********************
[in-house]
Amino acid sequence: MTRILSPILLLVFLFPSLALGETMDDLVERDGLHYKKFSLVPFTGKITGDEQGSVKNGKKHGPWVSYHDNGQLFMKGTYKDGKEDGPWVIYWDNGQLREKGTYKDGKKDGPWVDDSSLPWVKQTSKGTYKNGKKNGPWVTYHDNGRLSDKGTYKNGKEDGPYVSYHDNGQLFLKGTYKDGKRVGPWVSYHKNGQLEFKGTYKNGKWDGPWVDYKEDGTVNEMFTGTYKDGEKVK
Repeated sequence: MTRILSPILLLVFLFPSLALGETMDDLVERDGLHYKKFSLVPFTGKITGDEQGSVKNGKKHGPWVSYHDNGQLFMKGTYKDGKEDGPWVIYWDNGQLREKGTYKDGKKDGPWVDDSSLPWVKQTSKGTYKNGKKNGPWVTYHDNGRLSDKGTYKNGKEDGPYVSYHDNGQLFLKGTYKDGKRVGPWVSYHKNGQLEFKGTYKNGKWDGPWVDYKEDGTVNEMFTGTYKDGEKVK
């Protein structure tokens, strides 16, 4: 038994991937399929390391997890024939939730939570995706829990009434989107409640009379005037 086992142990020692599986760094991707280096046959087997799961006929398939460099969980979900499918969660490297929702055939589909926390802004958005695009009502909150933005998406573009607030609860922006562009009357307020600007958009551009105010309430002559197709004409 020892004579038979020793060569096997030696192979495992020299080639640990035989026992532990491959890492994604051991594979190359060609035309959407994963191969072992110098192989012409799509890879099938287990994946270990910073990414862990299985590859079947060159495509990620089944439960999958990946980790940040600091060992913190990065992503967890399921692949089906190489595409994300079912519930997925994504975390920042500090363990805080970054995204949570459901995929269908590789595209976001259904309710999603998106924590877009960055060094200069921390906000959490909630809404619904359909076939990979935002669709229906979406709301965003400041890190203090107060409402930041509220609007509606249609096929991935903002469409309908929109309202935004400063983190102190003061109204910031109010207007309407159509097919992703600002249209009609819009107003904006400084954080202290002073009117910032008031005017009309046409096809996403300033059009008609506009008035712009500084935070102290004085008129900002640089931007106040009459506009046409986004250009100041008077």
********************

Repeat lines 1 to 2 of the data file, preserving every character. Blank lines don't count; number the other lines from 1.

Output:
[in-house]
Amino acid sequence: MTRILSPILLLVFLFPSLALGETMDDLVERDGLHYKKFSLVPFTGKITGDEQGSVKNGKKHGPWVSYHDNGQLFMKGTYKDGKEDGPWVIYWDNGQLREKGTYKDGKKDGPWVDDSSLPWVKQTSKGTYKNGKKNGPWVTYHDNGRLSDKGTYKNGKEDGPYVSYHDNGQLFLKGTYKDGKRVGPWVSYHKNGQLEFKGTYKNGKWDGPWVDYKEDGTVNEMFTGTYKDGEKVK